Creating Change
While her fashion sense has parlayed into incredible outfits for the cheerleaders, the National Football League also came calling for Tavia’s fashion sense and design abilities. Women were no longer willing to put up with wearing the oversized and baggy T-shirts and jerseys of men. “It was so overdue; we needed real female fashion in the NFL. I attended the first NFL Style Lounge in New York City and wanted to bring the concept to KC.

“I started the KC Style Lounge after the NFL Women’s Apparel campaign in 2011. It’s grown every year,” she commented. “Two years ago, we partnered with KC Fashion Week as the kickoff event, and it’s been a sellout every year. We added players, players’ wives and a design contest for local designers to the runway shows. We have area retailers style our branded merchandise to show that fans can showcase their style and fandom any way they choose, from sideline chic to cocktail couture. The choices are limitless.”

Giving Hearts
While she is highly invested in promoting the Chiefs’ brand, Tavia is also deeply involved in charitable causes. “In KC, we have the best community and the best fan base in the entire country. It’s important for Clark and me to invest and give back to that community, and we’ve chosen to do this with a focus on children and hunger,” she commented. “We’re passionate about being involved and present for the fans and the organizations who support us.”

Traditions are an important part of the Hunt family legacy. Tavia shares a favorite family custom that comes from Lamar called Pits and Perks. “Every time we sit down for a family dinner, which is a priority, we go around the table and each person says what their ‘pit’ was for the day. Then we go around and tell the ‘perk,’” she stated. “It’s an incredible touch point to be able to share. The best thing is that we’ve had hundreds of people over the years tell us they took Lamar’s example of Pits and Perks to incorporate into their own family dinners.”

Legacy of Humility
Lamar Hunt created a sporting empire that continues to offer Americans an incredible love for the teams they follow, whether that’s the Chiefs, FC Dallas or even the Chicago Bulls, which he founded. It would seem that a larger-than-life individual would be an overpowering man to engage, but Tavia sees it another way.

“He was the kindest and most humble person God ever created. He made everyone feel comfortable. He didn’t care if you were a janitor or CEO; he always asked about your family. I’ve seen that kindness transferred to Clark,” she stated. “One time I remember Lamar had a safety pin holding his glasses together because he was too busy to get them fixed. He probably wore them for a month until Norma made him get them fixed. That is just how unassuming he was.”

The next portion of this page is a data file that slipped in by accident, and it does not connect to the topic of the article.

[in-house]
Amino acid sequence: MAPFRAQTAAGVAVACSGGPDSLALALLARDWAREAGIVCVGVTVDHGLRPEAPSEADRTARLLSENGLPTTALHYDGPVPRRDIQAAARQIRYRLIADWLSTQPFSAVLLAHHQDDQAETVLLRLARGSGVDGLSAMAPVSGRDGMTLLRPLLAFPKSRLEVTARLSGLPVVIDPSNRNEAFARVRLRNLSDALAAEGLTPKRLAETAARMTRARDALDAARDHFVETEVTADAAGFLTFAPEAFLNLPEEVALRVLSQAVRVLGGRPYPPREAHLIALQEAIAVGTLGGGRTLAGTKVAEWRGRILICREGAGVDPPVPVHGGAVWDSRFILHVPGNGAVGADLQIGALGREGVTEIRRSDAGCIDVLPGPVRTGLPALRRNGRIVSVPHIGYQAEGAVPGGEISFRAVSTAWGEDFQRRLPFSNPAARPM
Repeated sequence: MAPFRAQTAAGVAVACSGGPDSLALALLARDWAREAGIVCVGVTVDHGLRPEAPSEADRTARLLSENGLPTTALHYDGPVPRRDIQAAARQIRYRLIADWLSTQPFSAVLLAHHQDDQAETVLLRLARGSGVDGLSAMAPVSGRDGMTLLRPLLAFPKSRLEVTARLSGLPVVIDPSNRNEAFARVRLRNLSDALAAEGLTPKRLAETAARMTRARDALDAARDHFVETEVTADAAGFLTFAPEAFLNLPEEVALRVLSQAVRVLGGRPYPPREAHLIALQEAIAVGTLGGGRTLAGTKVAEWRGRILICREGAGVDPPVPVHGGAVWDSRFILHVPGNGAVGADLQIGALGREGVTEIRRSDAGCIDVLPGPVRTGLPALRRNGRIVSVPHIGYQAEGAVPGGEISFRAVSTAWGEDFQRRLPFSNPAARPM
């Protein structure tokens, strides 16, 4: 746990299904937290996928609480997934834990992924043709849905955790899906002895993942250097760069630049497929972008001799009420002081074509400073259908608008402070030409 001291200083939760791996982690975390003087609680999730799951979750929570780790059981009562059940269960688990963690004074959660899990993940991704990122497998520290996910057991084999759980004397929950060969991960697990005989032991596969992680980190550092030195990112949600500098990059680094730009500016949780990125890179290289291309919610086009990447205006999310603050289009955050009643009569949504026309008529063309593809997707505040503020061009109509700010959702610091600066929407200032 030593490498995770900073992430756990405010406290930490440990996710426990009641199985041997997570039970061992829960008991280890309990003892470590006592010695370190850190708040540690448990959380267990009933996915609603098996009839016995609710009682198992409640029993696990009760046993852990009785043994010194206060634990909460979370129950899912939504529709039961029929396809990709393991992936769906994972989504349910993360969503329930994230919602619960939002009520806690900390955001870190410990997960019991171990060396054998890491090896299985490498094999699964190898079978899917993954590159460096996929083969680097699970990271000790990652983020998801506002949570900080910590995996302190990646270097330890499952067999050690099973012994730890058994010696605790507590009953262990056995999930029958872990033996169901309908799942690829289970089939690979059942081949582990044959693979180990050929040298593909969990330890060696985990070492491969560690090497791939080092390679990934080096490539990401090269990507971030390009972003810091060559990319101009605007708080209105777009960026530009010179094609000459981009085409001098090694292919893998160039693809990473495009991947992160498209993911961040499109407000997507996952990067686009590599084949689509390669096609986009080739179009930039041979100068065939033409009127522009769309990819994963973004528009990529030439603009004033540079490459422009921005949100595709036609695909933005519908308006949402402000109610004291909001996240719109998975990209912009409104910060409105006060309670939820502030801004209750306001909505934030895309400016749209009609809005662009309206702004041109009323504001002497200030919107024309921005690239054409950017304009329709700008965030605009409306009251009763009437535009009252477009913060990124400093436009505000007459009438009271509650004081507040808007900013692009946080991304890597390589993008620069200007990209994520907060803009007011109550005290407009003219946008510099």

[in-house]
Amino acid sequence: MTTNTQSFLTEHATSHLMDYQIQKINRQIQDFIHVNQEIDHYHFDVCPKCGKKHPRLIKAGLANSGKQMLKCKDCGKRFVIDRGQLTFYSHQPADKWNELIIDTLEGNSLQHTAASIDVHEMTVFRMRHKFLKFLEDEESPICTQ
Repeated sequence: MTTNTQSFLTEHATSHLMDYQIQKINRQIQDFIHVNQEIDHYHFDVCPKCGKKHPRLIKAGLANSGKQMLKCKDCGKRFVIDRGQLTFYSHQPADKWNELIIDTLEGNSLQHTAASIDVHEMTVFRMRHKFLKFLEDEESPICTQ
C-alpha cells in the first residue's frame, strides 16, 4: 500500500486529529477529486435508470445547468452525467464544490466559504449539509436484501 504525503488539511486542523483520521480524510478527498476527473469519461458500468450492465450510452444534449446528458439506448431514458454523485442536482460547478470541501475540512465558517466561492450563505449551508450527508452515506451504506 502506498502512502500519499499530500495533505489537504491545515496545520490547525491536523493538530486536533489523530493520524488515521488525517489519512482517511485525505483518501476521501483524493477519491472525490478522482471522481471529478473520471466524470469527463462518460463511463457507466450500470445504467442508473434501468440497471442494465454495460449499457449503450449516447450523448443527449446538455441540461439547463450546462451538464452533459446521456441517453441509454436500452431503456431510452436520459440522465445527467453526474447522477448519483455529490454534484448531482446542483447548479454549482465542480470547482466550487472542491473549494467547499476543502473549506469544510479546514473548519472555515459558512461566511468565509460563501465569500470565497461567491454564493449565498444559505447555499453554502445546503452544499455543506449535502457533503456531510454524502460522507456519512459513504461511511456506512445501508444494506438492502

When asked about the 2017 season for the KC Chiefs, Tavia offered the following encouragement for 2018. “This season was definitely a roller coaster that ended short of our goal of winning the Super Bowl. However, we won the division in back-to-back years, and you have no chance of making the Super Bowl if you don’t make the playoffs,” Tavia shared. “I’m looking forward to this next year knowing that General Manager Brett Veach and Coach Reid are already working on improving the roster and have a plan and the determination that will, hopefully, take the team further in 2018.”

When you ask Tavia about her accomplishments, she points to her service in the Dallas and Kansas City communities, raising money for important causes. She works hard to instill those values of helping others in her children. She also points to the fulfillment she enjoys from mentoring young women, enabling them to gain self-awareness and self-confidence. These influences and many more clearly demonstrate how important Tavia’s contributions are to the Hunt family legacy. While her lists of tasks are long and much rests on her shoulders, Tavia easily offers up her recipe for success for others to employ.

“My takeaway words are faith, family and both kinds of football,” she laughed. “There’s nothing more important to us.”